Parents in Oregon recorded the terrifying moments after their daughter was left partially paralyzed from being bitten by a tick.
On May 13, Amanda Lewis posted a concerning video on Facebook of her daughter, Evelyn.
“Evelyn started acting a little weird last night around bed time,” Lewis wrote in her now-viral post. “She didn’t want to stand up after her bath to get into her pajamas. I helped her and got her in bed. She was a little fussy last night and I ended up sleeping in bed with her all night.”
By the next morning, Lewis’ daughter was having an even more difficult time standing, and she could hardly crawl or use her arms. She and her husband recorded video to send to family to see if they might shed any light on her condition. Soon after capturing the footage below, they decided to take Evelyn to an emergency room because her symptoms only got worse.
“We got into a room quickly, thank God, and were seen almost right away,” Lewis wrote. “The doctor talked to us for a minute and said over the past 15 years he had seen about 7 or 8 children her age with identical symptoms and more than likely she had a tick. They looked her over, combed through her hair really well and sure enough found a tick hiding in her hair.”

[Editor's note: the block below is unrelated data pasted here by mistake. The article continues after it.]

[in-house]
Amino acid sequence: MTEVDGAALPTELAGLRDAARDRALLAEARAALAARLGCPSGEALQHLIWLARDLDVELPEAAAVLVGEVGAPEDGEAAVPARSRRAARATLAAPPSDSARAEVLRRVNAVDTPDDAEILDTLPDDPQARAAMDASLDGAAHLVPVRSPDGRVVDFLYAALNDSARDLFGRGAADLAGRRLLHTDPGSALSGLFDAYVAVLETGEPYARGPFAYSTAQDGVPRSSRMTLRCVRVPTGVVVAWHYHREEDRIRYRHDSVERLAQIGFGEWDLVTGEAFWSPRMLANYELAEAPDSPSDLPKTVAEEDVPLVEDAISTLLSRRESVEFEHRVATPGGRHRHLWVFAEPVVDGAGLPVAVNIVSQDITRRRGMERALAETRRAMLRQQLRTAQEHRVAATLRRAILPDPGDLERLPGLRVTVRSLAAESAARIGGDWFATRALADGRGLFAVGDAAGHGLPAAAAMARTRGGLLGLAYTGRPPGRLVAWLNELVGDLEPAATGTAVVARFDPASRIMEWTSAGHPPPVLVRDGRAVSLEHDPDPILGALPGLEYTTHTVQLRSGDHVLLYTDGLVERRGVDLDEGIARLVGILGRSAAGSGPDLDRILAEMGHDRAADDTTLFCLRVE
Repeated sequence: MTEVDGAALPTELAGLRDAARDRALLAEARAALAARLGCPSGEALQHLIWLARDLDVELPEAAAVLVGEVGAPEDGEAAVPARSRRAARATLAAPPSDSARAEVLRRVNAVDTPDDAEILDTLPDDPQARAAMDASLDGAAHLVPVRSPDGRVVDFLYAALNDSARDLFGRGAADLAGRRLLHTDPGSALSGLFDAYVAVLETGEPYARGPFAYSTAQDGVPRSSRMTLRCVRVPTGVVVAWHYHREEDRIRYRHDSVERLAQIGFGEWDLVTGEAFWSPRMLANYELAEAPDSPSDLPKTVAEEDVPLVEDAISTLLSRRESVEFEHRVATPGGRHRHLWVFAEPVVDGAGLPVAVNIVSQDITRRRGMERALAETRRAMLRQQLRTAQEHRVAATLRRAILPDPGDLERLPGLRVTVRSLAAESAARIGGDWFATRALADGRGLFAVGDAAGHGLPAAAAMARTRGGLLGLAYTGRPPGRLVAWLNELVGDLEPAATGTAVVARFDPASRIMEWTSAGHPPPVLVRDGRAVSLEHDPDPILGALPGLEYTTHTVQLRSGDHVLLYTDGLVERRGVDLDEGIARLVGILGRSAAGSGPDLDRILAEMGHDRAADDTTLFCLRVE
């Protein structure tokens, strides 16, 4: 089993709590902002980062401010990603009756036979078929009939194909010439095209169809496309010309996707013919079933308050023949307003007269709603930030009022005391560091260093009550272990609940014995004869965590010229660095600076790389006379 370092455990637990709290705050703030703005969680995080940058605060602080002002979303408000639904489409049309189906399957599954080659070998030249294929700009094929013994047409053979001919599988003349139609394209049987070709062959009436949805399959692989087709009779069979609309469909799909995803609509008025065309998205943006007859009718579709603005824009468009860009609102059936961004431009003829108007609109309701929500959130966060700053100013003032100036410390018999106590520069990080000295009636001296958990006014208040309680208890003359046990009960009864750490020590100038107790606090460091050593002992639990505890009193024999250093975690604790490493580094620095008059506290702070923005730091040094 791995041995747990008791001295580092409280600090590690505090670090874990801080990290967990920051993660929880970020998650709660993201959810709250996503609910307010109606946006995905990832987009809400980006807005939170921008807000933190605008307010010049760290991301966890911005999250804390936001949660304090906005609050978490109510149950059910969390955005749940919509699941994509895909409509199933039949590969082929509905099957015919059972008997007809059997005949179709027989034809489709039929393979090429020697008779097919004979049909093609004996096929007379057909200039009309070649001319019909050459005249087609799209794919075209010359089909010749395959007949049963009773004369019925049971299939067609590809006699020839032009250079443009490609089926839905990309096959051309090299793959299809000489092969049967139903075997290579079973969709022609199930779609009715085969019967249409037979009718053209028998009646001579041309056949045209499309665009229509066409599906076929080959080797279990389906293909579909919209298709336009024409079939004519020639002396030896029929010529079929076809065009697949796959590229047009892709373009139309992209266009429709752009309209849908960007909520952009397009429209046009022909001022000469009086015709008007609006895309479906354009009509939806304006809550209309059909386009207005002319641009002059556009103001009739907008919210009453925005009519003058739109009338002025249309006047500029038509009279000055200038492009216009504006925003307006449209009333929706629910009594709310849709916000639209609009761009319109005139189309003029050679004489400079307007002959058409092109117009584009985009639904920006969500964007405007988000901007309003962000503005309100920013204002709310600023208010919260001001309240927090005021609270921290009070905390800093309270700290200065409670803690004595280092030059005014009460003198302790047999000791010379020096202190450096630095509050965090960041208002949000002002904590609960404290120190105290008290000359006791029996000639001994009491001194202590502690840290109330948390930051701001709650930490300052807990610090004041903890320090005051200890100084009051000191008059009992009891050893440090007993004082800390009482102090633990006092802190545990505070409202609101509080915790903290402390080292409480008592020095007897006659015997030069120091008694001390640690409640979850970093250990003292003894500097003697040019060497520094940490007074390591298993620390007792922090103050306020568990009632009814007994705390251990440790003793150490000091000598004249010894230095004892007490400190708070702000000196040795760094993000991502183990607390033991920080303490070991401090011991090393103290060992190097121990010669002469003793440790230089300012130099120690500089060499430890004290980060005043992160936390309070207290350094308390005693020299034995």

Once the tick was removed, Evelyn started feeling like herself again by the next morning and has since made a full recovery. Still, so scary! “I feel awful for not having seen the little bugger sooner but I never would have even thought to look for a tick,” Lewis wrote. “It’s crazy that a little bug can do this!”
Most tick bites are harmless and don’t need medical treatment. But some ticks (like the deer tick, wood tick, and others) can carry harmful germs that cause diseases like Rocky Mountain spotted fever and Lyme disease. The deer tick is tiny, no larger than a pencil point. Other ticks are larger and easier to find on the skin.
How Do I Remove a Tick?
It’s important to remove a tick as soon as possible. Follow these steps:
- Use tweezers to grasp the tick firmly at its head or mouth, next to the skin.
- Pull firmly and steadily until the tick lets go of the skin. Do not twist the tick or rock it from side to side. If part of the tick stays in the skin, don’t worry. It will eventually come out on its own.
- Release the tick into a jar or zip-locked bag in case you want to have it identified later on.
- Wash your hands and the site of the bite with soap and water.
- Swab the bite site with alcohol.
Never use petroleum jelly or a hot match to kill and remove a tick. These methods don’t get the tick off the skin, and can cause it to burrow deeper and release more saliva (which increases the chances of disease transmission).